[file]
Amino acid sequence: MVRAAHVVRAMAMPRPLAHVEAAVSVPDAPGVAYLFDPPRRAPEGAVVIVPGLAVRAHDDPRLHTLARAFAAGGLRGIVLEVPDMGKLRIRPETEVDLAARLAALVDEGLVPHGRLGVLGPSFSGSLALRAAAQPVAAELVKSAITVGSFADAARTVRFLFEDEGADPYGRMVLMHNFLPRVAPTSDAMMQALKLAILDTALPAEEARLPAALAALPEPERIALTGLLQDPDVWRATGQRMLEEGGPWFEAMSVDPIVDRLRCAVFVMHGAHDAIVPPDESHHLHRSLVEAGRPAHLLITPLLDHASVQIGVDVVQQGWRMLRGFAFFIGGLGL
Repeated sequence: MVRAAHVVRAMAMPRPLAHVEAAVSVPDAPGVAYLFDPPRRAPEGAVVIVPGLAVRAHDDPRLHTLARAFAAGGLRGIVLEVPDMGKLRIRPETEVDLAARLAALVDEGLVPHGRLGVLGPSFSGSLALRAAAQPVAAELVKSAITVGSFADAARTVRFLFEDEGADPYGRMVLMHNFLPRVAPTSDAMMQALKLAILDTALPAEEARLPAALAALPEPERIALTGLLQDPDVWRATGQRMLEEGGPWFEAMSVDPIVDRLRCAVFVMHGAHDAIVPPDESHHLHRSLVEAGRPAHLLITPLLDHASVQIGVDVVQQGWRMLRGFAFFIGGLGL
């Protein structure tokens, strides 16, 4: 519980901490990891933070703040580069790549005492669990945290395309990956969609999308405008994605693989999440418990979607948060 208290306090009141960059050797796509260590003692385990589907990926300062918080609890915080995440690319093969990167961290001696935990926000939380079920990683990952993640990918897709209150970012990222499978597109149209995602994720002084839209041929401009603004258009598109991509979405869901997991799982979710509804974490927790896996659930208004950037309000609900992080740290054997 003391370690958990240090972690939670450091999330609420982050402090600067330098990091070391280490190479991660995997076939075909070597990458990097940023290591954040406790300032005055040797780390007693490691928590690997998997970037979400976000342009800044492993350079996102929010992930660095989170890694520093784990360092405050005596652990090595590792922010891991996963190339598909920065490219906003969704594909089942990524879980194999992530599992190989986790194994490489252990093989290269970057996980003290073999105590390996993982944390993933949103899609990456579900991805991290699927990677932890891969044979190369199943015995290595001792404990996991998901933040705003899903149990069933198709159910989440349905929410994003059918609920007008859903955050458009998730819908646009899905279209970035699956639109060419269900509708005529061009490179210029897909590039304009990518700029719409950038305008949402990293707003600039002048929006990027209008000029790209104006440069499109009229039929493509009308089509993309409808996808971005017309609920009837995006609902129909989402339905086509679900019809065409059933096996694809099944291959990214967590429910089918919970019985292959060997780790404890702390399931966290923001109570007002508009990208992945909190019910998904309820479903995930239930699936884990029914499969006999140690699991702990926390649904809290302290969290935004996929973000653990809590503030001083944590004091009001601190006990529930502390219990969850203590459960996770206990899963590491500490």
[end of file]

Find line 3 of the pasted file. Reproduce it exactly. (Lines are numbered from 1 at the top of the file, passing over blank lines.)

């Protein structure tokens, strides 16, 4: 519980901490990891933070703040580069790549005492669990945290395309990956969609999308405008994605693989999440418990979607948060 208290306090009141960059050797796509260590003692385990589907990926300062918080609890915080995440690319093969990167961290001696935990926000939380079920990683990952993640990918897709209150970012990222499978597109149209995602994720002084839209041929401009603004258009598109991509979405869901997991799982979710509804974490927790896996659930208004950037309000609900992080740290054997 003391370690958990240090972690939670450091999330609420982050402090600067330098990091070391280490190479991660995997076939075909070597990458990097940023290591954040406790300032005055040797780390007693490691928590690997998997970037979400976000342009800044492993350079996102929010992930660095989170890694520093784990360092405050005596652990090595590792922010891991996963190339598909920065490219906003969704594909089942990524879980194999992530599992190989986790194994490489252990093989290269970057996980003290073999105590390996993982944390993933949103899609990456579900991805991290699927990677932890891969044979190369199943015995290595001792404990996991998901933040705003899903149990069933198709159910989440349905929410994003059918609920007008859903955050458009998730819908646009899905279209970035699956639109060419269900509708005529061009490179210029897909590039304009990518700029719409950038305008949402990293707003600039002048929006990027209008000029790209104006440069499109009229039929493509009308089509993309409808996808971005017309609920009837995006609902129909989402339905086509679900019809065409059933096996694809099944291959990214967590429910089918919970019985292959060997780790404890702390399931966290923001109570007002508009990208992945909190019910998904309820479903995930239930699936884990029914499969006999140690699991702990926390649904809290302290969290935004996929973000653990809590503030001083944590004091009001601190006990529930502390219990969850203590459960996770206990899963590491500490």